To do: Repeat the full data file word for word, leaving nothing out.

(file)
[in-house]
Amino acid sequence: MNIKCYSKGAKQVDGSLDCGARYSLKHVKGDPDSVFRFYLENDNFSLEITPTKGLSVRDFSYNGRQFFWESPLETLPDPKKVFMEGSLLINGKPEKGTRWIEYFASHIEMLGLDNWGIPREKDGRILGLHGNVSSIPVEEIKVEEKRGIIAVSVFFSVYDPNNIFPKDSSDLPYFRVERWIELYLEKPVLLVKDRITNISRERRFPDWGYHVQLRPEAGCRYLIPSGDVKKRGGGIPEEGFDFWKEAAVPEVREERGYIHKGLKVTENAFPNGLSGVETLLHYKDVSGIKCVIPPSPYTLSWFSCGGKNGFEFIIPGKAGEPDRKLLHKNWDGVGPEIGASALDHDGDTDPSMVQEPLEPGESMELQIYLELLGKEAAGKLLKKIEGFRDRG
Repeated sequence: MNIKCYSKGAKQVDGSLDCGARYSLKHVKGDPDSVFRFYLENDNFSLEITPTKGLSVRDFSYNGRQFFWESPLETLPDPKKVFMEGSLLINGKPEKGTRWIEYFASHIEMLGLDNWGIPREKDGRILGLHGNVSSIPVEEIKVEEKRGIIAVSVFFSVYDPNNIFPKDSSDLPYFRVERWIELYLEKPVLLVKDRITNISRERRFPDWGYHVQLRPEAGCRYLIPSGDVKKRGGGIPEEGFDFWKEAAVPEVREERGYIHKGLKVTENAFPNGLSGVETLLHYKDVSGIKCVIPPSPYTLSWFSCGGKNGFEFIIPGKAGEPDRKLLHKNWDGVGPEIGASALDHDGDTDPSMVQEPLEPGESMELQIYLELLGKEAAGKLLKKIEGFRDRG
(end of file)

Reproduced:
[in-house]
Amino acid sequence: MNIKCYSKGAKQVDGSLDCGARYSLKHVKGDPDSVFRFYLENDNFSLEITPTKGLSVRDFSYNGRQFFWESPLETLPDPKKVFMEGSLLINGKPEKGTRWIEYFASHIEMLGLDNWGIPREKDGRILGLHGNVSSIPVEEIKVEEKRGIIAVSVFFSVYDPNNIFPKDSSDLPYFRVERWIELYLEKPVLLVKDRITNISRERRFPDWGYHVQLRPEAGCRYLIPSGDVKKRGGGIPEEGFDFWKEAAVPEVREERGYIHKGLKVTENAFPNGLSGVETLLHYKDVSGIKCVIPPSPYTLSWFSCGGKNGFEFIIPGKAGEPDRKLLHKNWDGVGPEIGASALDHDGDTDPSMVQEPLEPGESMELQIYLELLGKEAAGKLLKKIEGFRDRG
Repeated sequence: MNIKCYSKGAKQVDGSLDCGARYSLKHVKGDPDSVFRFYLENDNFSLEITPTKGLSVRDFSYNGRQFFWESPLETLPDPKKVFMEGSLLINGKPEKGTRWIEYFASHIEMLGLDNWGIPREKDGRILGLHGNVSSIPVEEIKVEEKRGIIAVSVFFSVYDPNNIFPKDSSDLPYFRVERWIELYLEKPVLLVKDRITNISRERRFPDWGYHVQLRPEAGCRYLIPSGDVKKRGGGIPEEGFDFWKEAAVPEVREERGYIHKGLKVTENAFPNGLSGVETLLHYKDVSGIKCVIPPSPYTLSWFSCGGKNGFEFIIPGKAGEPDRKLLHKNWDGVGPEIGASALDHDGDTDPSMVQEPLEPGESMELQIYLELLGKEAAGKLLKKIEGFRDRG